Are there nicer projectors out there? You bet. Was it worth $30? Absolutely.

So, I printed out a Utah Jazz logo and projected it onto the wall and traced the whole thing directly onto the wall in pencil.

And then I started painting and realized that I am way too uncoordinated to just PAINT something like that.

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See those edges on the right side of the ball part? That was the problem. I’d taped off the straight line over on the right and liked how it looked, but I didn’t know what to do about the curves.

So, I had to come up with a plan. A plan which you will hear more about tomorrow.

Open-mouthed smile

Part 2

Stenciled “Fabric” Bins

***February Silhouette deal info at the bottom of the post***

You know the cheap “fabric” bins you can get to fit square bookshelves? Like these?

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Image from ClosetMaid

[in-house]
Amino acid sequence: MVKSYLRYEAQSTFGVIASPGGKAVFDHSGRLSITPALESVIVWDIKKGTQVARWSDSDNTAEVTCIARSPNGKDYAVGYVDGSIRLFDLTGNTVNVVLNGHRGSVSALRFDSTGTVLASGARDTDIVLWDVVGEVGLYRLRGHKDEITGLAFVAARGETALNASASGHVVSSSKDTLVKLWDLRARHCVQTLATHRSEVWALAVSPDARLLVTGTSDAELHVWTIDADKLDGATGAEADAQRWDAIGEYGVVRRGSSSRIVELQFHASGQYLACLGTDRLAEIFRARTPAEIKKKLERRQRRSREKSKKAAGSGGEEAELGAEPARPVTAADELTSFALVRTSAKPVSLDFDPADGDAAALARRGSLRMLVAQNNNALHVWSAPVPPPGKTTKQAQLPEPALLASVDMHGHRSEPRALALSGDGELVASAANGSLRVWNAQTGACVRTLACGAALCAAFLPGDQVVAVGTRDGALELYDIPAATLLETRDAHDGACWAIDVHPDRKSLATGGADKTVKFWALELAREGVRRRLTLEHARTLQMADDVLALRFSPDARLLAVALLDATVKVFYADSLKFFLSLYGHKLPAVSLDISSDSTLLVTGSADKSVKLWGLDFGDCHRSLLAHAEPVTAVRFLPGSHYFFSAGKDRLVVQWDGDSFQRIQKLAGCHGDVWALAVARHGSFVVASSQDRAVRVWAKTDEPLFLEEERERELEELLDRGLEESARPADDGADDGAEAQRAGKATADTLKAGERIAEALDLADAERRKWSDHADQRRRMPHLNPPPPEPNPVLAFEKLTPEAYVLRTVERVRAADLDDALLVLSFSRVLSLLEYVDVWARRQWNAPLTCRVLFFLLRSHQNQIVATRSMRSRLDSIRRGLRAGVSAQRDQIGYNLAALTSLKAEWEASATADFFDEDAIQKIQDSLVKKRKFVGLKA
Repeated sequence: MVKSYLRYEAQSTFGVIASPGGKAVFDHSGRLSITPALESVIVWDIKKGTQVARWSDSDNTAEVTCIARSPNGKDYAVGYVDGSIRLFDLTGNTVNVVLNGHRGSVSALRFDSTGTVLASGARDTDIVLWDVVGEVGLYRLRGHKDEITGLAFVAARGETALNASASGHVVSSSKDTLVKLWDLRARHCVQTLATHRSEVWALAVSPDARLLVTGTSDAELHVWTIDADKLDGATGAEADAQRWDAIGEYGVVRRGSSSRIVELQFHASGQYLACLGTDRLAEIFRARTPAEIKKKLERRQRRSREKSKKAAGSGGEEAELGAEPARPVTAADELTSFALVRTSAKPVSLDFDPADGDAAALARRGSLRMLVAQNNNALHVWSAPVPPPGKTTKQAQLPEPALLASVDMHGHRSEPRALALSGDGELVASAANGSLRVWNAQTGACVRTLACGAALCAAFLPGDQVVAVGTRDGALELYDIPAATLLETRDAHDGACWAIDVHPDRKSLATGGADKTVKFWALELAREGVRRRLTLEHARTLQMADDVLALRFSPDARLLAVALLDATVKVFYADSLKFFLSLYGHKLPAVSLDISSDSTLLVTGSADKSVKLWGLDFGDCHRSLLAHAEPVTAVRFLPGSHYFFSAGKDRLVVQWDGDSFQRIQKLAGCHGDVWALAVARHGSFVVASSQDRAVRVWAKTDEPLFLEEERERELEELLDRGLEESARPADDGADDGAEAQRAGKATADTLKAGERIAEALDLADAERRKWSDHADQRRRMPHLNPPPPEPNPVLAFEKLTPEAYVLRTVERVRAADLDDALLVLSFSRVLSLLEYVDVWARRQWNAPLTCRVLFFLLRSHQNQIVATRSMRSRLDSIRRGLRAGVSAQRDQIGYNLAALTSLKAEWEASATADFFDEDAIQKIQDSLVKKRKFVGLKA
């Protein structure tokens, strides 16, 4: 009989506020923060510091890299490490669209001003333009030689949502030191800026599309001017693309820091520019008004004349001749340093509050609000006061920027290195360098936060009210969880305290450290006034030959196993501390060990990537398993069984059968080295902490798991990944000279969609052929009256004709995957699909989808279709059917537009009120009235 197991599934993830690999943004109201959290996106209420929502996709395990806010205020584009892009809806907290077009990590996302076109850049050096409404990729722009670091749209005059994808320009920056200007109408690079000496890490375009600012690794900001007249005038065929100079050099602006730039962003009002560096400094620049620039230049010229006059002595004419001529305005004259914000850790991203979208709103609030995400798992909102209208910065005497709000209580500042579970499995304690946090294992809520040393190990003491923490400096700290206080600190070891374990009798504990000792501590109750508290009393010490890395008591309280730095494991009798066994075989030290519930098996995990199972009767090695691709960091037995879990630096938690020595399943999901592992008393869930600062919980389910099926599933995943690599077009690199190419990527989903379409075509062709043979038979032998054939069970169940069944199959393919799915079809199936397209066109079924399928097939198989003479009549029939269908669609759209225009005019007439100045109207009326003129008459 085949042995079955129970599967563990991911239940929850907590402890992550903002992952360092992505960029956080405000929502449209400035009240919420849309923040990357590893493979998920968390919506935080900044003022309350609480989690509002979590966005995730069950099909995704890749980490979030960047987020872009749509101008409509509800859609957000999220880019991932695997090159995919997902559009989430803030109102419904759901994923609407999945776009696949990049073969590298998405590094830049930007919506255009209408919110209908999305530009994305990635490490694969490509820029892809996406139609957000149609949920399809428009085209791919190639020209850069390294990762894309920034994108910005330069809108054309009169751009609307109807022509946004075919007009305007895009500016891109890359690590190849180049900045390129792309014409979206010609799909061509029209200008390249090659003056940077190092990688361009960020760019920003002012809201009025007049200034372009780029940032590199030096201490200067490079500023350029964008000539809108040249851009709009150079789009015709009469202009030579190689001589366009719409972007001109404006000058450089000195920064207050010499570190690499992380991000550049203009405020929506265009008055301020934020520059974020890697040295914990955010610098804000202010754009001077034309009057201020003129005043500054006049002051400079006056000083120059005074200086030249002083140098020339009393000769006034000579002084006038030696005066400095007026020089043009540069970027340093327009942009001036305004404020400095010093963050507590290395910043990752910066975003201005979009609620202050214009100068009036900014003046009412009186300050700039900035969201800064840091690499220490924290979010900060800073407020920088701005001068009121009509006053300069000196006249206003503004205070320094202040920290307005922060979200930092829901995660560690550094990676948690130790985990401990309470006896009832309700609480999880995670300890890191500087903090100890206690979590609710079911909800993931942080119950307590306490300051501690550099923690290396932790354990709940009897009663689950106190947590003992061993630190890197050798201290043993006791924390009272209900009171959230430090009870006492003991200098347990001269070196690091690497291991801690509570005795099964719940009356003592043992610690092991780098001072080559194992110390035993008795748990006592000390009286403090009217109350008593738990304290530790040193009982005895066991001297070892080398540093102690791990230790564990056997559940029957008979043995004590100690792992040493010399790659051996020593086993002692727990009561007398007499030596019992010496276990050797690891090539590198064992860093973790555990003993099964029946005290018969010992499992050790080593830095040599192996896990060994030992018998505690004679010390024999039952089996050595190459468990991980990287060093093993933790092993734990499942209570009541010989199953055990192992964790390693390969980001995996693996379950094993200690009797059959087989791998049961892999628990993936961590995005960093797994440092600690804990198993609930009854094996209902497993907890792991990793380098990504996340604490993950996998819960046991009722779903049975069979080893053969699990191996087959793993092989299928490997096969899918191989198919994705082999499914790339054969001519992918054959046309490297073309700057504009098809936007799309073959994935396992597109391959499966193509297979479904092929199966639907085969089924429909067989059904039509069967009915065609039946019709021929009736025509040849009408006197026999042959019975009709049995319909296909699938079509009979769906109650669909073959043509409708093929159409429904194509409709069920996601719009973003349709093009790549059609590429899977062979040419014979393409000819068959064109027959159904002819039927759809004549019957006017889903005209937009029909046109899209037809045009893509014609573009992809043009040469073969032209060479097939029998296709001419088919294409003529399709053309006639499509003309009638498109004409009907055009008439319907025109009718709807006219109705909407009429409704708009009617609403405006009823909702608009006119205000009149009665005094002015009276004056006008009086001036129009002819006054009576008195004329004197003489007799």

You have some, right? Us too. We have a bunch in the playroom and some in kid closets and I think there are even a few in my sewing room.

They’re practical and they’re cheap. They’re also a *little* bit boring. And, my kids never remember what goes back in which bin. I bet your kids are smarter than mine though, right? Winking smile

I saw this post over on Crafterhours yesterday and I felt my wheels turning! Keller’s new Utah Jazz inspired room doesn’t have a dresser…we’re using lockers instead. And in those lockers? “Fabric” bins.

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I used some downloads from the Silhouette store for my clothing shapes…except for the underpants. I drew those on my own using the Silhouette Studio software.

I cut the shapes out of freezer paper and then stenciled using Tulip Soft Fabric Paint in Metallic Platinum. Check out my freezer paper primer for the basics on freezer paper stenciling.

Things you should do differently to stencil on this type of bins:
You’ll need to crank the heat on your iron way down to a wool setting at the very highest. I’d probably start even lower and then bump the temperature up a bit if the paper isn’t sticking. You’ll also want to place a press cloth or a scrap piece of fabric over the paper and the bin before ironing.

Feb11

February Silhouette Promotion:

Valid February 23rd-28th

Silhouette SD
1 roll black premium vinyl
1 roll frosted vinyl
1 roll transfer paper
Home Décor CD

all for $225

Use code “CRAP” to take advantage of the deal.

Already have a machine?

Take 25% of Silhouette’s new Premium Vinyl using the same code (“CRAP”, in case you forgot. Winking smile)